After cancer is diagnosed, the next step is for doctors to determine how extensive the cancer is, through a process called staging. Staging is important because the treatment and prognosis (how well the patient is likely to fare) differ greatly for different stages of cancer. You don't hear much about staging for most skin cancers other than melanoma because most of these cancers are diagnosed while they are still confined to a small area, and therefore formal staging is not needed. However, staging is an important part of the process of diagnosing and treating melanoma and many other types of cancer.
The staging of melanoma involves determining how thick the tumor is, how deeply it has penetrated into the skin, whether cancer cells have spread to nearby lymph nodes, and whether cancer cells have spread to other parts of the body.
Melanoma is staged using the numbers 0 through IV, where 0 is the least advanced cancer and IV is the most advanced.
Stage 0 melanoma is a cancer that is limited to the epidermis (the upper layer of the skin) and has not spread. This type of melanoma is also called in situ melanoma. (In situ means confined to its original location and is good news when it comes to cancer.) Melanomas at this stage have a very high cure rate. Treatment consists of surgery to completely remove the melanoma.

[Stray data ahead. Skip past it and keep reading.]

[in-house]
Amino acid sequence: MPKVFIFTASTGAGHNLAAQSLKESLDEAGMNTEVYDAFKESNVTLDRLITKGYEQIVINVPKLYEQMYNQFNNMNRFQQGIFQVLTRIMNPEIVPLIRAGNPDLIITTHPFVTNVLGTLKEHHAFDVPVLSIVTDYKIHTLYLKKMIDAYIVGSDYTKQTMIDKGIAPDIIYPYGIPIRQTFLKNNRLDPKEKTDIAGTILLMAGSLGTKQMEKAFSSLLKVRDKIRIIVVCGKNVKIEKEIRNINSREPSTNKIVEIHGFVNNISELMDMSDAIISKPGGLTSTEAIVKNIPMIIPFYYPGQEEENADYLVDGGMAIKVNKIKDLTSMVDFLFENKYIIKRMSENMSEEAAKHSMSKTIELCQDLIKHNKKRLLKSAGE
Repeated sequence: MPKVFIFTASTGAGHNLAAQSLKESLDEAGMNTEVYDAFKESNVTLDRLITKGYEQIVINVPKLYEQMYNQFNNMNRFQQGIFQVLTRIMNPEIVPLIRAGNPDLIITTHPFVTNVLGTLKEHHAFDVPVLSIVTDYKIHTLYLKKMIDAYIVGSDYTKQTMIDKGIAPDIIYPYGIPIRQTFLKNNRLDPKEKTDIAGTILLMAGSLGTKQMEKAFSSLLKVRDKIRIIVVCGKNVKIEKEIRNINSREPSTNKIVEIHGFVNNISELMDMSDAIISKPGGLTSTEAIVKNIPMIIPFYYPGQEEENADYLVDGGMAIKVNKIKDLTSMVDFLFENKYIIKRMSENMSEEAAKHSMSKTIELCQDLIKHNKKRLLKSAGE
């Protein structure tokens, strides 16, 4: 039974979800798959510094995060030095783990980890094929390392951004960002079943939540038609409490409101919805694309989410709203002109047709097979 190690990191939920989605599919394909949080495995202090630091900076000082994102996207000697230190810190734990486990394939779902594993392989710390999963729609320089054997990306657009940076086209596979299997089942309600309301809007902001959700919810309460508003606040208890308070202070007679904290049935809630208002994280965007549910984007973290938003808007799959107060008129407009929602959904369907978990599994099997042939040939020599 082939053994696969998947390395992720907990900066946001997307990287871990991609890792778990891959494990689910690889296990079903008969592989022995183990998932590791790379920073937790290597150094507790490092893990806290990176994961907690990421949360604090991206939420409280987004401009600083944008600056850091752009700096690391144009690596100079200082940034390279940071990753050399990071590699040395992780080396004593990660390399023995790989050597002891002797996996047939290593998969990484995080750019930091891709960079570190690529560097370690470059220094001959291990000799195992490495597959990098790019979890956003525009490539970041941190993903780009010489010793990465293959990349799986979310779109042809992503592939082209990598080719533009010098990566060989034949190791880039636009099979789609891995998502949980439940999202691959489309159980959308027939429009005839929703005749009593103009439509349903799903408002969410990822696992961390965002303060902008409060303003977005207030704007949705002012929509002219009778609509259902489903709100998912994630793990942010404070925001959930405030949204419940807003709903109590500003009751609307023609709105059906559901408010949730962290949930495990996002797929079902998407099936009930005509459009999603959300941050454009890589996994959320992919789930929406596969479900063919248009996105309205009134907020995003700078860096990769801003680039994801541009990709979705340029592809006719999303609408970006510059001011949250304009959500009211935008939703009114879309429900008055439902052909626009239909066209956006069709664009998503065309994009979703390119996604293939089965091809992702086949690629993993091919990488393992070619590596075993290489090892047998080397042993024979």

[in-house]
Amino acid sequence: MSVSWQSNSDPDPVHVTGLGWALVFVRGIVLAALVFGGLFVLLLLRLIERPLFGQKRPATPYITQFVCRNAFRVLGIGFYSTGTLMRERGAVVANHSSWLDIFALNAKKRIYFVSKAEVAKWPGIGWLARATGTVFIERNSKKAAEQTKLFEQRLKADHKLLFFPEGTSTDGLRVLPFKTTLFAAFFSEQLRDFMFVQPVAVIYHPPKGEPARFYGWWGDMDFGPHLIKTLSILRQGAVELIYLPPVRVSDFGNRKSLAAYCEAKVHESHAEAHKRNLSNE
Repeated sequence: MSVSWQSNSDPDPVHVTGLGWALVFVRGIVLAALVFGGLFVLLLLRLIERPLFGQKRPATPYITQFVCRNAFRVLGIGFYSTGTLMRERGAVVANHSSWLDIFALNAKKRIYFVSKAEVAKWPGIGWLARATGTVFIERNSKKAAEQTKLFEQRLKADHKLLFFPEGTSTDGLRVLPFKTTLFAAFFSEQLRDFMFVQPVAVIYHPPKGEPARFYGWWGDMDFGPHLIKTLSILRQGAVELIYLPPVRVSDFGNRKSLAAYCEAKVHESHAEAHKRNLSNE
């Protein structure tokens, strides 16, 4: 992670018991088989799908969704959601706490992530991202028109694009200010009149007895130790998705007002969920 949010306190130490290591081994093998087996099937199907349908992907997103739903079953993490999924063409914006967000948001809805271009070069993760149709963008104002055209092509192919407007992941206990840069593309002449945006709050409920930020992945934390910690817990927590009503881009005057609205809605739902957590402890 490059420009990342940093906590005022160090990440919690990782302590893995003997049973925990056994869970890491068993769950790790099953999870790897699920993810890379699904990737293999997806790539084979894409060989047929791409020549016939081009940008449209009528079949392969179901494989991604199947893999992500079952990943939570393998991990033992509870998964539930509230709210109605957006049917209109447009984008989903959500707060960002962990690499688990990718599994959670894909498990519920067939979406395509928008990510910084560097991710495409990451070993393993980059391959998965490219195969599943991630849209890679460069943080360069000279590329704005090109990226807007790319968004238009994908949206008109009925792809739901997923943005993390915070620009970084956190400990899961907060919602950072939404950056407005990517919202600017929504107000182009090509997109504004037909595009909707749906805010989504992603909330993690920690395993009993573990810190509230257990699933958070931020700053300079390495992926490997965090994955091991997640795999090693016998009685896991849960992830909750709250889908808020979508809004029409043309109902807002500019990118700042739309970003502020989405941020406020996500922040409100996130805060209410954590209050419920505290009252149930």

Stages I and II melanoma are also confined to the skin, without any spread of the cancer to lymph nodes or distant parts of the body. The difference between these two stages is that stage II melanomas are thicker than stage I. Treatment for stage I and stage II melanoma, like that for stage 0 melanoma, is surgical, but a larger area of tissue surrounding the melanoma will be removed, and skin grafting may be necessary because the wound will be relatively large. In some instances, nearby lymph nodes may also be removed.
In Stage III, the melanoma has spread to nearby lymph nodes or other nearby areas. In stage III cancer, all of the affected tissues, including the lymph nodes to which the cancer has spread, and some surrounding normal tissues must be removed surgically. The prognosis for patients with stage III melanoma is not as good as that for patients with melanomas that have not spread.
Stage IV melanoma is cancer that has spread to distant parts of the body. Generally, cancer that is this advanced cannot be cured. Instead, patients receive palliative care, that is, treatment that helps to control pain and other symptoms, rather than attempting to prolong the patient's life. Surgery may be part of the treatment in some cases, but it is not expected to cure the disease. Radiation therapy, chemotherapy, and/or biological therapy may be used to relieve pain and other symptoms.